My comedy, Renovations, was a play that I had no intention of duplicating in another form. However, when I was assembling stories for my book, A Black Tie Affair and Other Mystery Stories, I needed something short and light-hearted to complete the collection. Renovations had contained a hint of mystery, so I set to the task of transforming the plot into a short story. I had whipped the first draft of the play off in a week so I was sure it would be easy to write the story, which I renamed “Sisters in Crime”.
However, just as I’d struggled with Casting for Murder, every one of my early attempts to transform Renovations ended in failure. Following the narrative structure of the play’s plot-line didn’t work because it was a complicated story which involved eight different characters. I had no desire to write the piece as a novel, and the subject was too light and frothy for a novel anyway. Finally, I chucked everything I’d done so far and took a totally different approach.
I decided to focus on two of the play’s characters, with the other six merely mentioned in conversation. I incorporated my popular series character, Bertram Beary, into the plot, making him the godfather of the play’s heroine, and told the story through a series of meetings in a restaurant. Beary lunched with the two characters in turn, heard their tales of woe and offered fatherly advice. To my amazement, the story came easily to life, and the end result became one reader’s favourite story in the entire book.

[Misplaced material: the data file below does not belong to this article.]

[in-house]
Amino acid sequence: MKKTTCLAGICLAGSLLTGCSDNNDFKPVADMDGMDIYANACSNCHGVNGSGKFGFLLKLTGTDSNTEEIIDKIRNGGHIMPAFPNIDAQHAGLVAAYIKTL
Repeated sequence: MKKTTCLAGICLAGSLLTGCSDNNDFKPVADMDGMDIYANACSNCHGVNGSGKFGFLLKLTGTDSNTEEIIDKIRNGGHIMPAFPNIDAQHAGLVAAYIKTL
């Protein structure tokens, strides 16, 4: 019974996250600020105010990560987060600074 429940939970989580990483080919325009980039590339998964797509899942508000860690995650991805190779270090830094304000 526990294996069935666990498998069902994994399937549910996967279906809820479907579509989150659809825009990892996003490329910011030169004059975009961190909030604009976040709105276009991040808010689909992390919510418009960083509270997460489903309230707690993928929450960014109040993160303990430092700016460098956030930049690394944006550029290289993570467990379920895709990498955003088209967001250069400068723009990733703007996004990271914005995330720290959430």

Analyzing why this process worked, I conclude that it was because the characters ended up telling the story in their own words. Therefore, even though the story as a whole was narrated in the third person, long segments were told in the first person by the people who were directly affected by the events. This allowed the personalities of the play characters to leap off the page and appear as bubbly, cantankerous, stubborn or devious as they were on stage.
Although this first-person-character narration worked perfectly as a story-telling vehicle, it did affect the order in which events were revealed. What worked as a dramatic and funny climax in the play seemed anticlimactic if left to the end of the story. Instead, a relatively minor revelation from the play made a better conclusion. Lesson learned: Material delivered with great style orally can fall flat if read silently from the page, whereas insignificant asides sometimes can gain from the extra detail provided by the written word.
I was to repeat the play-to-story process with my next script, but because that was a mystery and not a comedy, there were other elements needed to make the transformation work. However, the key with turning Renovations into “Sisters in Crime” was simply the fact that so much of the humour in the play derived from the characters, and therefore, the story version had to be character driven as well.
Next: Repeating the process with variations—how Shadow of Murder became “Mary Poppins, Where are you?”